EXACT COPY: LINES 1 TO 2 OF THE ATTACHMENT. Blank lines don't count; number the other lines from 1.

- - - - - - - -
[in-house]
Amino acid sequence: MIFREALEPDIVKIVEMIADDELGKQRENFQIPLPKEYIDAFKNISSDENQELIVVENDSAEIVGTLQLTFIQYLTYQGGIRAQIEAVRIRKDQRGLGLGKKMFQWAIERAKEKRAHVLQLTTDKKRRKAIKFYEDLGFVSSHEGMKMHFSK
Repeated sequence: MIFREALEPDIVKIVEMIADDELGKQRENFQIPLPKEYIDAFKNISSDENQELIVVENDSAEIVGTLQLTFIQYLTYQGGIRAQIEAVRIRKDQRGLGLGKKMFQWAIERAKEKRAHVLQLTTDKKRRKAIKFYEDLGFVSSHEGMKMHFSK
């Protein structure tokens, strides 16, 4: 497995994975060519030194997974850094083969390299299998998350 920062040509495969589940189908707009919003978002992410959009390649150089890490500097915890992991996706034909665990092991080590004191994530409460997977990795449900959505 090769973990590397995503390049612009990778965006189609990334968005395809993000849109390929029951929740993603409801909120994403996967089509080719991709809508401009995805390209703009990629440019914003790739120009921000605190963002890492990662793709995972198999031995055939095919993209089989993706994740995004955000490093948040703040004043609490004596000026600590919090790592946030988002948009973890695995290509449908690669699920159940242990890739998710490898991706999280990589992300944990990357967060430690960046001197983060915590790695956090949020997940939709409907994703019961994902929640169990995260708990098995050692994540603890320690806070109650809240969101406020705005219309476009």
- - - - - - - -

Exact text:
[in-house]
Amino acid sequence: MIFREALEPDIVKIVEMIADDELGKQRENFQIPLPKEYIDAFKNISSDENQELIVVENDSAEIVGTLQLTFIQYLTYQGGIRAQIEAVRIRKDQRGLGLGKKMFQWAIERAKEKRAHVLQLTTDKKRRKAIKFYEDLGFVSSHEGMKMHFSK